Kretschmann: Climate protection and education have priority in the budget
05/10/2022, 2:38 p.m
It’s a déja vu: right from the start, green and black put their coalition agreement under “financing reservation” and hoped for bigger leaps to Corona. Then came the Ukraine war. The consequences of this will probably force the coalition to make painful compromises.
Stuttgart (dpa / lsw) – The leaders of the green-black coalition have prepared the country for economically worse times and warned against too high expectations of the next double budget. “If you don’t have enough money, you have to prioritize,” said Prime Minister Winfried Kretschmann (Greens) on Tuesday in Stuttgart. For him, the focus is on the energy transition and climate protection as well as education. He thinks it’s right that Finance Minister Danyal Bayaz (Greens) is “putting on the brakes a bit now.” Bayaz warned in the cabinet that the May tax estimate, which will be prepared this week, will not be “very reliable” because the consequences of the Ukraine war have not yet been sufficiently taken into account. Added to this is the high rate of inflation.
It is clear that you also have to be able to pay for things that you consider important. If the ministers don’t do it themselves, the finance minister for the 2023/24 budget will have to do it for them, said Kretschmann. The coalition agreement has been subject to funding restrictions from the start due to large gaps caused by Corona. However, the forthcoming double budget is the central budget for the realization of the projects in this legislative period. That should result in tough distribution battles within the coalition.
Bayaz had told the “Stuttgarter Zeitung” and “Stuttgarter Nachrichten” (Tuesday): “We are objectively becoming poorer due to low growth and high inflation. I expect that this situation will continue to shape the state’s economy beyond this year.” The Green politician went on to say: “This means that our country has less financial resources overall and we have less leeway for additional spending.” There is no need for a spare budget, but “a focused budget with clear priorities”.
Kretschmann said it was important to become “more sovereign” in energy production and to push ahead with the expansion of wind power. “We have to set more pace there.” In school politics, the challenge is to increase the educational success of the “lower third” of the students in order to remedy the shortage of skilled workers.
Bayaz fears that the May tax estimate for the federal and state governments will be too positive. “This positive tax estimate has shaky foundations,” he told the newspapers. The consequences of the war, high inflation and burdens on the global economy such as the pandemic and disrupted supply chains would impact the economy and tax revenue over the course of the year.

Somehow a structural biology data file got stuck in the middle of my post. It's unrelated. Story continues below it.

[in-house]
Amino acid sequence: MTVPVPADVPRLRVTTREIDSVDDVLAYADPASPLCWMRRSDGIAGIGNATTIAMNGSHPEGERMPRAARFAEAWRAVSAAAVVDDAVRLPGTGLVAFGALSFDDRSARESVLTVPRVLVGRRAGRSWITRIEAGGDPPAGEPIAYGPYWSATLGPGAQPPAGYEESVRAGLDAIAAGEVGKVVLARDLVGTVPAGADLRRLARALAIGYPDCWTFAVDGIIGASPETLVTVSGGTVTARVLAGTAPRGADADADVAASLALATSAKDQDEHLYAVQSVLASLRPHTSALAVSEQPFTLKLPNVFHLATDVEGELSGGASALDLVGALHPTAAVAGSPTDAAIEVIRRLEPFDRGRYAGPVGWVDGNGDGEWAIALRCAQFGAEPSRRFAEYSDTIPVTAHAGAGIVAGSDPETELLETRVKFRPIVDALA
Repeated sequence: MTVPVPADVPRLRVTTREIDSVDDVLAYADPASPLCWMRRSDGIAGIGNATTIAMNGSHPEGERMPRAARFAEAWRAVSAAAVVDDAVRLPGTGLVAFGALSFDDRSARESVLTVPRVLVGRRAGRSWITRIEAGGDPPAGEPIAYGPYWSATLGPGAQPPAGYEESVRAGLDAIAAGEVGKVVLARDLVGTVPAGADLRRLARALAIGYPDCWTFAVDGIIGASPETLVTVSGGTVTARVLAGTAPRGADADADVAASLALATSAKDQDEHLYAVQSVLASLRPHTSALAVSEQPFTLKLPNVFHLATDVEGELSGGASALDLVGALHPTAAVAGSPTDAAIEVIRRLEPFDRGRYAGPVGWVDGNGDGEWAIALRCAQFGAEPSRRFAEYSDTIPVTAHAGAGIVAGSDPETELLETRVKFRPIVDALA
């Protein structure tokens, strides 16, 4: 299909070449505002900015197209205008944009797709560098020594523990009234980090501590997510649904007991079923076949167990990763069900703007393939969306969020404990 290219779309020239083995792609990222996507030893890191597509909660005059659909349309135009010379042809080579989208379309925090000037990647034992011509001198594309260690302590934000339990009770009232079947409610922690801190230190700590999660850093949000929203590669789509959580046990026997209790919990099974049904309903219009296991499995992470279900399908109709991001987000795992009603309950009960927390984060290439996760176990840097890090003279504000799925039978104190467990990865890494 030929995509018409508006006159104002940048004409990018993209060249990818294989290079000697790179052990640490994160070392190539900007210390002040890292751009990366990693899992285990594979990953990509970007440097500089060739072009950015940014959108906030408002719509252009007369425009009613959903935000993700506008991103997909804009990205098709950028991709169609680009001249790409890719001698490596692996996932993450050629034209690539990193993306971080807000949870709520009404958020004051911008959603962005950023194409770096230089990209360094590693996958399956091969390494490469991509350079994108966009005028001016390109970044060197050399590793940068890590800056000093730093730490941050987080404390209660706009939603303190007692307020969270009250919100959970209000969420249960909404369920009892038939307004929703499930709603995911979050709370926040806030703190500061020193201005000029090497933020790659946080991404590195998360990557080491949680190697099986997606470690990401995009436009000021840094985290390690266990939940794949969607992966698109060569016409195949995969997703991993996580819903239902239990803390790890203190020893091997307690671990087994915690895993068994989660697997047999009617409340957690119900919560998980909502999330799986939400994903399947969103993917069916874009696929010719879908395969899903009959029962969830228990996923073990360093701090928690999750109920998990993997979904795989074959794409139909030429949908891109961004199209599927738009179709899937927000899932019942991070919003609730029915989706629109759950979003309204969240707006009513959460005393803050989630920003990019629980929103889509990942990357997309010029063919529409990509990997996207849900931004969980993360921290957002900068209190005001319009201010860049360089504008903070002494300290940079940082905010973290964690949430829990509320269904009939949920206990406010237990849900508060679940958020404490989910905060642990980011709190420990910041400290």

Bayaz sees further burdens that the country has to deal with. The federal states would have to co-finance the federal relief packages worth billions. In addition, there are growing costs for the maintenance and accommodation of Ukrainian refugees and the structural deficit from the medium-term financial planning of 5.4 billion euros for the double budget 2023/2024 alone. “You have to plug that first – the surplus is not enough,” said Bayaz.
Recently, the faction leaders Andreas Schwarz (Greens) and Manuel Hagel (CDU) had warned against too high expectations of the budget. “I advise clear restraint in the budget deliberations,” said Schwarz. “There will be tough discussions.” Hagel warned: “We’re not making a wish now.” Anyone who wants one euro more from the ministers at the budget deliberations must have the ambition to say where two euros can be saved. “Whoever says what he wants must also say what can go.”
Transport Minister Winfried Hermann (Greens) had said that this principle did not work in his experience. “That would succeed if an old task were to be eliminated.” As a rule, however, new tasks are constantly being added to the old ones. The Green wants to fight for his goals in the expensive turnaround in traffic, as he explained on Tuesday. In order to accelerate the switch from cars to buses and trains, you have to invest significantly more in infrastructure and vehicles.
The SPD finance expert Nicolas Fink cannot understand Bayaz’s pessimism. “First of all, it’s a reason to be happy when the country’s tax estimate is positive,” said Fink. “But if the state government is already announcing that they want to hesitate and procrastinate, that does not do justice to the current need for action in the state.” For the FDP, Stephen Brauer said the heads of the coalition were desperately trying to get their people to save. “The tax estimate is a kind of pseudo-giant, because at the end of the year the scope would be much smaller. It says a lot about the state of the government if you have to make it public.”